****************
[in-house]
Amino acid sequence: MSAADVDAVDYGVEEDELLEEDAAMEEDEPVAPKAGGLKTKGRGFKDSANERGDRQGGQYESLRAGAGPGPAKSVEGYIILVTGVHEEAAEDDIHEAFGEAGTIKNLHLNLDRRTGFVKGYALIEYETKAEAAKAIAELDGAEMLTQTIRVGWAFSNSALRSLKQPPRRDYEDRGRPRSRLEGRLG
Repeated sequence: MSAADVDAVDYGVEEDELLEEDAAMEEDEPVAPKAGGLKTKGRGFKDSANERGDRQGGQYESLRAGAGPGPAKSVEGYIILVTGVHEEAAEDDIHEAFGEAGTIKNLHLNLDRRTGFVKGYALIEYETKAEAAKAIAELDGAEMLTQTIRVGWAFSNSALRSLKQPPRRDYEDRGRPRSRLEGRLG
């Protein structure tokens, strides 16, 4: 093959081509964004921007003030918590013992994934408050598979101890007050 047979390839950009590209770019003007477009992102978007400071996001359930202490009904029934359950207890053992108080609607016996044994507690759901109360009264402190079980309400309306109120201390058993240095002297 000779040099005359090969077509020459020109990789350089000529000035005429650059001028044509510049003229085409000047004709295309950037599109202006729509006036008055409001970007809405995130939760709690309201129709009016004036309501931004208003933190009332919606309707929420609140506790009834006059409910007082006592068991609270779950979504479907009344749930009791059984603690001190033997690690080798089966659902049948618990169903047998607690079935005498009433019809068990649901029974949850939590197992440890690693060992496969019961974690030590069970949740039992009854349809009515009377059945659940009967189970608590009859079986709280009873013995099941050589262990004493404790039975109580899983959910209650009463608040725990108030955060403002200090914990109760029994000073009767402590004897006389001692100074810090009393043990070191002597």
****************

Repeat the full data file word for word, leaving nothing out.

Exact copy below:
[in-house]
Amino acid sequence: MSAADVDAVDYGVEEDELLEEDAAMEEDEPVAPKAGGLKTKGRGFKDSANERGDRQGGQYESLRAGAGPGPAKSVEGYIILVTGVHEEAAEDDIHEAFGEAGTIKNLHLNLDRRTGFVKGYALIEYETKAEAAKAIAELDGAEMLTQTIRVGWAFSNSALRSLKQPPRRDYEDRGRPRSRLEGRLG
Repeated sequence: MSAADVDAVDYGVEEDELLEEDAAMEEDEPVAPKAGGLKTKGRGFKDSANERGDRQGGQYESLRAGAGPGPAKSVEGYIILVTGVHEEAAEDDIHEAFGEAGTIKNLHLNLDRRTGFVKGYALIEYETKAEAAKAIAELDGAEMLTQTIRVGWAFSNSALRSLKQPPRRDYEDRGRPRSRLEGRLG
């Protein structure tokens, strides 16, 4: 093959081509964004921007003030918590013992994934408050598979101890007050 047979390839950009590209770019003007477009992102978007400071996001359930202490009904029934359950207890053992108080609607016996044994507690759901109360009264402190079980309400309306109120201390058993240095002297 000779040099005359090969077509020459020109990789350089000529000035005429650059001028044509510049003229085409000047004709295309950037599109202006729509006036008055409001970007809405995130939760709690309201129709009016004036309501931004208003933190009332919606309707929420609140506790009834006059409910007082006592068991609270779950979504479907009344749930009791059984603690001190033997690690080798089966659902049948618990169903047998607690079935005498009433019809068990649901029974949850939590197992440890690693060992496969019961974690030590069970949740039992009854349809009515009377059945659940009967189970608590009859079986709280009873013995099941050589262990004493404790039975109580899983959910209650009463608040725990108030955060403002200090914990109760029994000073009767402590004897006389001692100074810090009393043990070191002597």